Rio Expands Surveillance While Pointing Out USA

Brazil city has set up central surveillance to ward off security threats in the run-up to the Olympics and World Cup.

November 5, 2013

1 Min Read
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The next time you visit Rio de Janeiro, chances are your movements will be recorded and shown in a state-of-the-art command and control center.

A few weeks ago, the Brazilian government started a diplomatic firestorm by cancelling an upcoming state visit of President Dilma Rousseff to the United States -- the only such visit on President Obama's agenda for 2013 -- over the NSA spying scandal. At the same time, Rio opened its new Integrated Command and Control Center, or Centro Integrado de Comando e Controle (CICC) with the latest surveillance technology.

Indeed, according to the Security Industry Association (SIA), Brazil is the biggest market in Latin America for surveillance systems and equipment. The SIA expects Brazil's investments to comprise up to 45% of the total market by 2014.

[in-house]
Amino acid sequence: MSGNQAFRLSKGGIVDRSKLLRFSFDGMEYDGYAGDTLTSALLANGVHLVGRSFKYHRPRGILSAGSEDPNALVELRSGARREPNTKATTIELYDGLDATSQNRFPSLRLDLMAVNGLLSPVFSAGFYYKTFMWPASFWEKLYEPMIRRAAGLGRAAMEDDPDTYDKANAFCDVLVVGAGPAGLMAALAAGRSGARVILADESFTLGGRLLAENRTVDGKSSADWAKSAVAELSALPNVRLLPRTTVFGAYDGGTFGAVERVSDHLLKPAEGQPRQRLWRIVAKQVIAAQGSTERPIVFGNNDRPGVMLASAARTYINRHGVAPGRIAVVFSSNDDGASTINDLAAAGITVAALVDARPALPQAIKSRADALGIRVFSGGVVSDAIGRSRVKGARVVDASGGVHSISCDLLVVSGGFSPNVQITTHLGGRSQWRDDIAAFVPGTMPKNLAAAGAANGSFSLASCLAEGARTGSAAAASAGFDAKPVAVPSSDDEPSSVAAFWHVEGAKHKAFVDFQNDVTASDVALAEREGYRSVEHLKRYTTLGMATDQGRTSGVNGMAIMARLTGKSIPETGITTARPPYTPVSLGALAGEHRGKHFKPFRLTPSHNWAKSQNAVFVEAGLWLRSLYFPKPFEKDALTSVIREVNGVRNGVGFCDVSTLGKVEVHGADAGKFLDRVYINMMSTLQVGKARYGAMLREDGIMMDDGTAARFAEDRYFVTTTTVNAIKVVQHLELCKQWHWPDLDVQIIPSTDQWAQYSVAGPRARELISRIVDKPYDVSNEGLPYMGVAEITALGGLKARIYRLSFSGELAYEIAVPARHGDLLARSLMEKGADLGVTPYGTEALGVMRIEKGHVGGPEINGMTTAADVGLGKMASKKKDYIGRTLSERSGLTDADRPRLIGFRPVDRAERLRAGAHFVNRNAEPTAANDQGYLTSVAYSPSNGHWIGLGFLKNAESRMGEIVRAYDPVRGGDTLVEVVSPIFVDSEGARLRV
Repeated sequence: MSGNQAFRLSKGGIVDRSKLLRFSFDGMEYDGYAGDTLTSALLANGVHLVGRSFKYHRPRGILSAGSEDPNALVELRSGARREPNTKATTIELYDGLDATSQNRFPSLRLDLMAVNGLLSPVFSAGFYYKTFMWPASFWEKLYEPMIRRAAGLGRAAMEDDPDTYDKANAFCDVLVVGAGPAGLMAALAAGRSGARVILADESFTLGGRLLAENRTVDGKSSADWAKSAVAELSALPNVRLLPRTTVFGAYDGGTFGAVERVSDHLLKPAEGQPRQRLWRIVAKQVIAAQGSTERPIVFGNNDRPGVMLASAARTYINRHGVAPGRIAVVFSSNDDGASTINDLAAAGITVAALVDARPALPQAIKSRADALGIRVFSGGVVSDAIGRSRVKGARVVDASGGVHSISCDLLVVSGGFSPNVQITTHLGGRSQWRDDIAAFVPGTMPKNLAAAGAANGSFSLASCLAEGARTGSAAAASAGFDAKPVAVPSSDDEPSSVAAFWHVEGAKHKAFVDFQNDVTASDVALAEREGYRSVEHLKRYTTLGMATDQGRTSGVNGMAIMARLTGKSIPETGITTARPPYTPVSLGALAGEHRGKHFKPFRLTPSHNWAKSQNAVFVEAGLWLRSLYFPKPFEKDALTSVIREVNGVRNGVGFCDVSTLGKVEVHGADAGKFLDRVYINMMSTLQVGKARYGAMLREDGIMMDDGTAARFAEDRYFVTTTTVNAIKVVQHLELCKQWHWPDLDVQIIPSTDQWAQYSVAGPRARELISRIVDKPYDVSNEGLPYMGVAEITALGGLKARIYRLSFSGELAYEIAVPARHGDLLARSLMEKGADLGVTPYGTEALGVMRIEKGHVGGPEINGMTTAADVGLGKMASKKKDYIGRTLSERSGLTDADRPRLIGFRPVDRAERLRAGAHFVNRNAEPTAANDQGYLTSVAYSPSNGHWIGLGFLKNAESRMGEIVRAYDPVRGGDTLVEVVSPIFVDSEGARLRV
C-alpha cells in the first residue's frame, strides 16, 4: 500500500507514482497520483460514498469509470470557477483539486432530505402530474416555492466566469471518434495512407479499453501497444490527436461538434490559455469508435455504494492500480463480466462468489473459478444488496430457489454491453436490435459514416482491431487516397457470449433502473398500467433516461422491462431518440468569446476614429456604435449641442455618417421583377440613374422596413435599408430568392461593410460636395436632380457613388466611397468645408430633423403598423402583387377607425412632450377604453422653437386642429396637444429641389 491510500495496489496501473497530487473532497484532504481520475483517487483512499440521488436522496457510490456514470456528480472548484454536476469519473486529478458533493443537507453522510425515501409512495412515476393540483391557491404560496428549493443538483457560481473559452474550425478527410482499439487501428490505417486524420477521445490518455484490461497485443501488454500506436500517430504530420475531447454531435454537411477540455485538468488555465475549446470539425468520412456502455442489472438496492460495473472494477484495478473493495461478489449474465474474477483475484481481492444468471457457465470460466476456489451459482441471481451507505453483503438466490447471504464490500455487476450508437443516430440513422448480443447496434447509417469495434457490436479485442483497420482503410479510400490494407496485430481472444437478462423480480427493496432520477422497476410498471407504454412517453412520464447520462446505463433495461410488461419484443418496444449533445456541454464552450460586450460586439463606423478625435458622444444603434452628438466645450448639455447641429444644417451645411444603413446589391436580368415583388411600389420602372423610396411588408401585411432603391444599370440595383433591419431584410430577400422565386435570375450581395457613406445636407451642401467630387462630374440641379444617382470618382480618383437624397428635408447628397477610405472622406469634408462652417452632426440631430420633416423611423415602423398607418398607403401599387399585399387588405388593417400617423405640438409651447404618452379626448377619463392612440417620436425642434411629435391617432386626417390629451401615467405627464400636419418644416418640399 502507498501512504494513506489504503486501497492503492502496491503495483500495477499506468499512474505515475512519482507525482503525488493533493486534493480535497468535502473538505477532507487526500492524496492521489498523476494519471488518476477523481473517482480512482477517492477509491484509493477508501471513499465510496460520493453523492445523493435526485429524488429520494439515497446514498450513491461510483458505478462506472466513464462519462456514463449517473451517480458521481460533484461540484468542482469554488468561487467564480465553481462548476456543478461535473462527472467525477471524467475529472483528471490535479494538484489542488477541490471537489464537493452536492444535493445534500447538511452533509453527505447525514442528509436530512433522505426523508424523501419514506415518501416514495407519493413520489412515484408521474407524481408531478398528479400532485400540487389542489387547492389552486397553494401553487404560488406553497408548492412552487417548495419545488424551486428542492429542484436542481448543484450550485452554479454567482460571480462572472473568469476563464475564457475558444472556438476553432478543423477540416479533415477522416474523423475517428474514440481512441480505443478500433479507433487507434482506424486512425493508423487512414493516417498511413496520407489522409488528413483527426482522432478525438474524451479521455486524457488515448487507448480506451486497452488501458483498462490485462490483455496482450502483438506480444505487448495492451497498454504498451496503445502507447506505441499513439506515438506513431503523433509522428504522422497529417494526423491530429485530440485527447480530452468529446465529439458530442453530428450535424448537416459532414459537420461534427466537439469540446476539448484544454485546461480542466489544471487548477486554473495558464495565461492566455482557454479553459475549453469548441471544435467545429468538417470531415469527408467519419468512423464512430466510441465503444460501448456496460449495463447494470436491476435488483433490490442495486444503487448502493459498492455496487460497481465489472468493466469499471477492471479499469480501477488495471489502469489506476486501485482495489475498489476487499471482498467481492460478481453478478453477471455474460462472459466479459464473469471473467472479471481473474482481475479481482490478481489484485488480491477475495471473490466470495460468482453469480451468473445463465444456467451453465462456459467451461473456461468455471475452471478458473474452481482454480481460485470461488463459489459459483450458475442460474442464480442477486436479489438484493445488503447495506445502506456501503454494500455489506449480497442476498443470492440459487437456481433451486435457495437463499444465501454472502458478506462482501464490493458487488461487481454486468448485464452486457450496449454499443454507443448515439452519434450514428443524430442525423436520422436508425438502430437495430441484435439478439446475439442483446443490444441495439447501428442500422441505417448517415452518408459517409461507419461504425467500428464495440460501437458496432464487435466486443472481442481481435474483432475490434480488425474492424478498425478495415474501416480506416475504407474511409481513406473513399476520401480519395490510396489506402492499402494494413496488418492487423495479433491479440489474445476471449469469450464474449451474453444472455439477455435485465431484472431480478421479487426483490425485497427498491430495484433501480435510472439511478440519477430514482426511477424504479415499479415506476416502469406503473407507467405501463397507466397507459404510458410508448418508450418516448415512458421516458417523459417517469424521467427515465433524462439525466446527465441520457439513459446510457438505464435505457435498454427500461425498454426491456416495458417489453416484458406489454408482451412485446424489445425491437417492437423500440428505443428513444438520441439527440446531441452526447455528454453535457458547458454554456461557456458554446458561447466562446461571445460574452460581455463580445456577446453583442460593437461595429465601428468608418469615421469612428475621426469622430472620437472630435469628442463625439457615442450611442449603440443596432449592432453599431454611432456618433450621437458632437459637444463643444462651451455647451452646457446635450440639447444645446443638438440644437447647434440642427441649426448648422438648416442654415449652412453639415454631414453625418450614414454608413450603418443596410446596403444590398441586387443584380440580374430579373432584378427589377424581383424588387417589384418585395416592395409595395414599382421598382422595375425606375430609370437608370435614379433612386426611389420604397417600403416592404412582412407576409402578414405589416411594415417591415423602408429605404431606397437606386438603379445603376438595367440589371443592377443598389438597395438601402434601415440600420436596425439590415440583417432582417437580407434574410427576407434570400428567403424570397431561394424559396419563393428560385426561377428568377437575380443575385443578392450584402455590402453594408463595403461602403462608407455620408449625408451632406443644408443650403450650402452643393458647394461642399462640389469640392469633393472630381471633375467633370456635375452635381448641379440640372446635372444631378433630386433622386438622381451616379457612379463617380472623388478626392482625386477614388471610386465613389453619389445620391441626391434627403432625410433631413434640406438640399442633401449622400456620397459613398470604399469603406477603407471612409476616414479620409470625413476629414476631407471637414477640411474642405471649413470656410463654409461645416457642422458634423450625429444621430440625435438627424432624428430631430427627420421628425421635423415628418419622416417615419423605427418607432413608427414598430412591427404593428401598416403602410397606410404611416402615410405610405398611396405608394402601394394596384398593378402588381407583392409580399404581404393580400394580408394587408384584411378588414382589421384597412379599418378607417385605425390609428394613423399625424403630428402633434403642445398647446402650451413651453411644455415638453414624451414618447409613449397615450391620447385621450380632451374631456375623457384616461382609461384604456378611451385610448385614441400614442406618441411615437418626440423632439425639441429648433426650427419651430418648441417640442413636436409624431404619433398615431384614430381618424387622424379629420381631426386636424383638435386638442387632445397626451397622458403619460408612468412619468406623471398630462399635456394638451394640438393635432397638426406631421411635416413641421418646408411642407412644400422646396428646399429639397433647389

One may see a contradiction in Rousseff's cancellation and the opening of the CICC. The main difference is that the CICC will not be monitoring the personal communications of Rio's residents, but just watching the street activity closely.

The CICC, equipped with an initial set of 560 CCTV cameras citywide, is designed to monitor a large portion of Rio de Janeiro. The camera feeds are displayed in an 80-square-meter (860-square-foot) video wall.

IBM, which since 2010 has been selling Smart Cities solutions like this to cities and government agencies worldwide, including those hosting World Cup matches, designed and installed all systems over four floors of the CCIC building. The center is staffed by 670 people in 24/7 shifts who are keeping an eye on all roads, highways and public areas of the city.

Read the rest of this article on Future Cities.

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